A Good Death: Robert B. Parker
After school, I walked about a mile to our tiny local public library to return some books. While I was there, I scanned the shelves quickly for some fresh reading material. I left with three books under my arm, one of them The Professional by Robert B. Parker.
As soon as I returned to my domicile, I switched on my radio to our local NPR station. (I like to listen to “All Things Considered” as I take my evening repast.) I was dismayed to learn that Robert B. Parker had died. No more Spenser novels was my first thought. (Not true, I found out later. At least two more novels are slated for publication in 2010.)
Parker, 77, apparently died at his desk Monday, doing what he loved: writing. A little research turned up several surprising facts about this author with whose work I had become acquainted only during the past decade. First, he had a Ph.D. in English (his thesis was detective fiction). Second, at one time he had been a teacher of college English. And third, he cranked out about three novels per year, writing five to ten pages per day.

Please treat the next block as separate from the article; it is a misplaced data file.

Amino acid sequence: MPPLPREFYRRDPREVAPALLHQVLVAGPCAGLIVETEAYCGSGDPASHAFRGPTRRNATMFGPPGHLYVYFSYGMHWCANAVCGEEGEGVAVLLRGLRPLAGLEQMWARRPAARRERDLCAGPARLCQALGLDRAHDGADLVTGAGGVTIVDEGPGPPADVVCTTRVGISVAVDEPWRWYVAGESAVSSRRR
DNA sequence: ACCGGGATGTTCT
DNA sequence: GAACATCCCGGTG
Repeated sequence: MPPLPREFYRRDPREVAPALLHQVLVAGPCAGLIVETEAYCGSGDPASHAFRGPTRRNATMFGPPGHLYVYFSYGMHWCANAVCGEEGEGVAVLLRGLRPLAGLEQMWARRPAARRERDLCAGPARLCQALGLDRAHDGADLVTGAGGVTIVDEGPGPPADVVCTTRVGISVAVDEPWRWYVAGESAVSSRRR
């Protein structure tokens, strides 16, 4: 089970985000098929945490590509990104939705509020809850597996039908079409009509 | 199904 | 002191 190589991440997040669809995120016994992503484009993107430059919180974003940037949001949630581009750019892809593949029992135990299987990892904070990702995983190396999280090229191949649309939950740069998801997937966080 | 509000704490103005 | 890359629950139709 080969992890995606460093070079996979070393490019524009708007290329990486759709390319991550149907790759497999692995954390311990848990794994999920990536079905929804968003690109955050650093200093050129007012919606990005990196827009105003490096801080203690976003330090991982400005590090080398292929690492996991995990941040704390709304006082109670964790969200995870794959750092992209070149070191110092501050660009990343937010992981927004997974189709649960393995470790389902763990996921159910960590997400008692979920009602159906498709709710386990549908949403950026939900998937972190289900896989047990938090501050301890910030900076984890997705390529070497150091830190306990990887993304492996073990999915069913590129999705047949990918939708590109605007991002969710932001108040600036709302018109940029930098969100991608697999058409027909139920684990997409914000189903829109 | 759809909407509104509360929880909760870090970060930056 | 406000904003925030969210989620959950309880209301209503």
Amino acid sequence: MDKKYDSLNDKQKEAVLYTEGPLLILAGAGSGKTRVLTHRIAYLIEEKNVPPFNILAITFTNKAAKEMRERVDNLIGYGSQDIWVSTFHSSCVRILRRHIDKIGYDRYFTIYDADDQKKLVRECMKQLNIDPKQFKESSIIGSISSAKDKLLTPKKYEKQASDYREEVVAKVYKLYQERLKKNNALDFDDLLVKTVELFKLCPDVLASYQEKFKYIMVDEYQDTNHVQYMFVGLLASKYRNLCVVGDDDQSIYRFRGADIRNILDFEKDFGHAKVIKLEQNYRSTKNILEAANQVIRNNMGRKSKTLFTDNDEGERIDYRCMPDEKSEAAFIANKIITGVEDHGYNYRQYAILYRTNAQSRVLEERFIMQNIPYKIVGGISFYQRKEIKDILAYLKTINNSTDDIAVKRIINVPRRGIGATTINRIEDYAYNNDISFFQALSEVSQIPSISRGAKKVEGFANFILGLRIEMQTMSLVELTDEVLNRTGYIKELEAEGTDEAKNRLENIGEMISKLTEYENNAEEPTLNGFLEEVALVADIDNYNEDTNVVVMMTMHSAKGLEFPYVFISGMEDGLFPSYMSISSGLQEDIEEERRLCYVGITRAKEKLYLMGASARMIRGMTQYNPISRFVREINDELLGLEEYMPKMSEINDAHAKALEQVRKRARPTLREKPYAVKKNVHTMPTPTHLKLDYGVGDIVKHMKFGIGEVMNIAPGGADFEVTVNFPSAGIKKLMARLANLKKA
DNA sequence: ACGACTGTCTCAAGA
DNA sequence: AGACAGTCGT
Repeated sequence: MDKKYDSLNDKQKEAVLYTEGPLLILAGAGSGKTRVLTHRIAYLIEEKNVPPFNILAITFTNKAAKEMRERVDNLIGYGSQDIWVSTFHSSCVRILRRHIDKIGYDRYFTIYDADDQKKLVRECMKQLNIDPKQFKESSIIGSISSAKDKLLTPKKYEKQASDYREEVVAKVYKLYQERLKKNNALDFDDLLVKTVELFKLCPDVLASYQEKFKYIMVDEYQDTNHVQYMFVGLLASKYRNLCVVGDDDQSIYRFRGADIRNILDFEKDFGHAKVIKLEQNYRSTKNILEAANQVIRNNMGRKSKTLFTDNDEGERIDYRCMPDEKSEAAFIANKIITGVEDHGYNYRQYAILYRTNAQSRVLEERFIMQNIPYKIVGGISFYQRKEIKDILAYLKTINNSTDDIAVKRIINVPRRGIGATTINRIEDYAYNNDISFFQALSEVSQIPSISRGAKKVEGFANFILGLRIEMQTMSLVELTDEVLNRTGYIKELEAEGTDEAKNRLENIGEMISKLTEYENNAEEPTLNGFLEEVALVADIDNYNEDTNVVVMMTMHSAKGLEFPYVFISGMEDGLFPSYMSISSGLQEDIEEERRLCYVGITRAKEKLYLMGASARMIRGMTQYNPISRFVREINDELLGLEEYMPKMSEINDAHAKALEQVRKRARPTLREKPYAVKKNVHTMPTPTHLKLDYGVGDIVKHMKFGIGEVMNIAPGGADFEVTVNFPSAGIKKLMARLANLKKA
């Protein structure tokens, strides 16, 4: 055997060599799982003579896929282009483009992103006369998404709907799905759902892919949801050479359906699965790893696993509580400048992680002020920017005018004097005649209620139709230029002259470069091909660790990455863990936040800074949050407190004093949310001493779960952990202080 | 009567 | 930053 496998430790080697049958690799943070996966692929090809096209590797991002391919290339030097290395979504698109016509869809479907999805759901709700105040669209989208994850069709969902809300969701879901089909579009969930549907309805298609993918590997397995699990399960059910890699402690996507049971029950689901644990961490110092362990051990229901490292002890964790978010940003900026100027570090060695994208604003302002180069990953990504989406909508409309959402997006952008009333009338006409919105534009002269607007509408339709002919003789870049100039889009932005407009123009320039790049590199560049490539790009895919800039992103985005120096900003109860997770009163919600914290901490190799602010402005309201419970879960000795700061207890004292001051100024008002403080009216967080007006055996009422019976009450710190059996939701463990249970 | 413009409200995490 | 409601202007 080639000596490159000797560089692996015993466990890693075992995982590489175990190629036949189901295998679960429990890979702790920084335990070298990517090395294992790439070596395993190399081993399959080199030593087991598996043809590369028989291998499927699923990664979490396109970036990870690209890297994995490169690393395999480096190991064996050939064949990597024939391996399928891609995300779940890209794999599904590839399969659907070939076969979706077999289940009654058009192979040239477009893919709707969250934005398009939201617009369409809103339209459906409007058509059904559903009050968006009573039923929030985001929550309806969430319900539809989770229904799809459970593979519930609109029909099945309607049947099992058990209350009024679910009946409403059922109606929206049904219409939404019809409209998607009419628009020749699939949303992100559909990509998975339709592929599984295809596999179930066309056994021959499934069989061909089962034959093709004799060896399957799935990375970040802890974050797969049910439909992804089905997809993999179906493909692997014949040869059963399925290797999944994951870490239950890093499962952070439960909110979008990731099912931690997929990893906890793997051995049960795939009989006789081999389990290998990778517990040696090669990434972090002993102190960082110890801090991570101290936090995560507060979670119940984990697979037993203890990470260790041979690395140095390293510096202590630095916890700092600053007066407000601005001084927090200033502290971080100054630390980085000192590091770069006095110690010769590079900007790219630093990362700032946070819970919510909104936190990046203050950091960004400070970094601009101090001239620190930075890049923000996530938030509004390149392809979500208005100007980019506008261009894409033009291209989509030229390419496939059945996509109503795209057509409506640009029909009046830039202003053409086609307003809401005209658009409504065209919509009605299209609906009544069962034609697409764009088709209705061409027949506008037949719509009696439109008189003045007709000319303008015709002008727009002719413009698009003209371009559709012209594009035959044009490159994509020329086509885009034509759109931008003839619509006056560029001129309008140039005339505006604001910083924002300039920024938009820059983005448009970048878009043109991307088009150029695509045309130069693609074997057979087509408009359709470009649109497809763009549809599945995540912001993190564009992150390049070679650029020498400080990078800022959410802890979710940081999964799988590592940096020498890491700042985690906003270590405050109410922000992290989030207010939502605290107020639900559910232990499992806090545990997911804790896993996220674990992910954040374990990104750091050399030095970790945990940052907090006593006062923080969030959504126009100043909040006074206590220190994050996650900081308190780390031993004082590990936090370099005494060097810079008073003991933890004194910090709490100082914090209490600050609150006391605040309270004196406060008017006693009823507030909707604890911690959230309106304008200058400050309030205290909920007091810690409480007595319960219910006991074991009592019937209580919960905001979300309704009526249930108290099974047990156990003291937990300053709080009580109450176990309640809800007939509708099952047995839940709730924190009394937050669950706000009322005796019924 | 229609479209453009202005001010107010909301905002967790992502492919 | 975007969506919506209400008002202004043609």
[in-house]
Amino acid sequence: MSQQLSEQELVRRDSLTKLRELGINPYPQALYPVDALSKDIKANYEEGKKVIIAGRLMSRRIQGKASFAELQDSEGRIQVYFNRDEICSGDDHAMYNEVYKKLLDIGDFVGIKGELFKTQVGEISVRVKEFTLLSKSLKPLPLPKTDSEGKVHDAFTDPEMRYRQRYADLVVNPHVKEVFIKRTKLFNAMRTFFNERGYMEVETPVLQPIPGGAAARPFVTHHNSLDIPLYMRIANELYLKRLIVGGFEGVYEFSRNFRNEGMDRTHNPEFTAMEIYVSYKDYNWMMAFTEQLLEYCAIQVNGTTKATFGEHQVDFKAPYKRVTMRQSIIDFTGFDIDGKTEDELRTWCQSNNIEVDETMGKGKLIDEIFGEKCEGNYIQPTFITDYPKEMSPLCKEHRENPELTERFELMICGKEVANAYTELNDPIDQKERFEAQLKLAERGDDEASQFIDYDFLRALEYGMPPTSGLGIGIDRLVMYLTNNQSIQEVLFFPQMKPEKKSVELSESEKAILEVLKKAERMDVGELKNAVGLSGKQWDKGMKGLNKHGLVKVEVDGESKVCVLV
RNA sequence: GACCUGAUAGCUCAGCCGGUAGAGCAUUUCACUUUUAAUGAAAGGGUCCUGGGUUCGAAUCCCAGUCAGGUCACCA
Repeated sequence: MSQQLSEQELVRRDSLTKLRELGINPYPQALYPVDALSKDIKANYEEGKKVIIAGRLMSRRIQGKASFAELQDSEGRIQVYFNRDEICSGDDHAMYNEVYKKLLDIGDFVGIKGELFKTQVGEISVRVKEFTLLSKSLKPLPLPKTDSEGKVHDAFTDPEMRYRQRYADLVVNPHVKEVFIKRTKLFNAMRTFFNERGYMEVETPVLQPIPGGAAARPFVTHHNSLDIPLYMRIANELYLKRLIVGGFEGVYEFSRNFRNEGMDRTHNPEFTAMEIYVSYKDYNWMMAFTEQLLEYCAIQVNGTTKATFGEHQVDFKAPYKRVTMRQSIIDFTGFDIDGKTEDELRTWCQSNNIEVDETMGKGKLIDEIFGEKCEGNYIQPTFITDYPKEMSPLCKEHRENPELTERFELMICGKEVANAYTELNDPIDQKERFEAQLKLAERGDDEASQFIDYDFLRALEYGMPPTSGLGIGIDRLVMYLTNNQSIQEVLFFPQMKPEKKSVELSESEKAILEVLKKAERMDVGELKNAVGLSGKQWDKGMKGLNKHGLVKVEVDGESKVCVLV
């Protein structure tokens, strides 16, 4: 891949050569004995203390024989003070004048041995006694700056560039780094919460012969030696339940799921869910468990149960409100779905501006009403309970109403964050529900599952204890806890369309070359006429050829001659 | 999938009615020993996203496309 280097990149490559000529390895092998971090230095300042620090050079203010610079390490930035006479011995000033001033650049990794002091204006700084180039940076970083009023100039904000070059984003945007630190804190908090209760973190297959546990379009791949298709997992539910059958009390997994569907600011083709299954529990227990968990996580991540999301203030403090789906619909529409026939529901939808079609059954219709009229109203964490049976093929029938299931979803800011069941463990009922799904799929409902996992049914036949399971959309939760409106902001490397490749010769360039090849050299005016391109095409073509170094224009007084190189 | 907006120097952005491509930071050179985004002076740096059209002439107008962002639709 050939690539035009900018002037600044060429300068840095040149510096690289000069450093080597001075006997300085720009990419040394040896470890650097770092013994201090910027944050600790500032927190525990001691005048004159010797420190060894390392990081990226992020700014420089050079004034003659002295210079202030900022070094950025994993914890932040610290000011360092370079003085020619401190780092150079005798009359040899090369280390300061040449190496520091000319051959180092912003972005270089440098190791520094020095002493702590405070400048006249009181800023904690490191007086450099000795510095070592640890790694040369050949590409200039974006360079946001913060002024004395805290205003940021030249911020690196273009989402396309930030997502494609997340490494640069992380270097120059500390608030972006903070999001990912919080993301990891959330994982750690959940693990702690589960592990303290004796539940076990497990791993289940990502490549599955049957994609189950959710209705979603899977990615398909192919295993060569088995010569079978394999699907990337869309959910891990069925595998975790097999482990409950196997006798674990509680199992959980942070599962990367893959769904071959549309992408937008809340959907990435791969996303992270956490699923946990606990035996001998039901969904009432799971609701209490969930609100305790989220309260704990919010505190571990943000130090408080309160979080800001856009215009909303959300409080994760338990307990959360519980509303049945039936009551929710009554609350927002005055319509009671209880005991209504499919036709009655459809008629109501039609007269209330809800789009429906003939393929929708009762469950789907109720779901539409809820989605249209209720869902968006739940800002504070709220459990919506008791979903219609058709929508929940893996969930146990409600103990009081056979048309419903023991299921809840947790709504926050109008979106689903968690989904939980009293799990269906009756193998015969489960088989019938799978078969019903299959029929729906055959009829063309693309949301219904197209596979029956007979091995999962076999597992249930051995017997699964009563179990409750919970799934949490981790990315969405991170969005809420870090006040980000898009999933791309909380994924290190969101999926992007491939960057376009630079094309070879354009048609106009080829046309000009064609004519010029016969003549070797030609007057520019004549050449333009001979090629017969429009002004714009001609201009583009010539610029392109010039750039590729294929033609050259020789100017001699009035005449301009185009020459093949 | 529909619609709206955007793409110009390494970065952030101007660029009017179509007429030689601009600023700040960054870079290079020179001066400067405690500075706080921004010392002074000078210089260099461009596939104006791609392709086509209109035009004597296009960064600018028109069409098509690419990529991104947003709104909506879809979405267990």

I don’t remember the first book of Parker’s I read. I do remember being impressed by his laconic style of writing; he wasted not a word. And unlike Elizabeth George (whose work I deeply admire), I never had to reach for a dictionary while reading one of Parker’s novels. He used ordinary words to tell rather extraordinary—and thrilling—tales.
However, a Los Angeles Times reader cautions: Parker’s novels are not “detective stories.” They are existential inquiries into the shallowness and uncertainty of life. Boston is the stage. He concludes that there are only two, real certainties: Love (Susan) and Friendship (Hawk).
There’s one other certainty: death.
I like to think that I’ll be following Robert B. Parker’s lead, still doing what I love, when I take my last breath.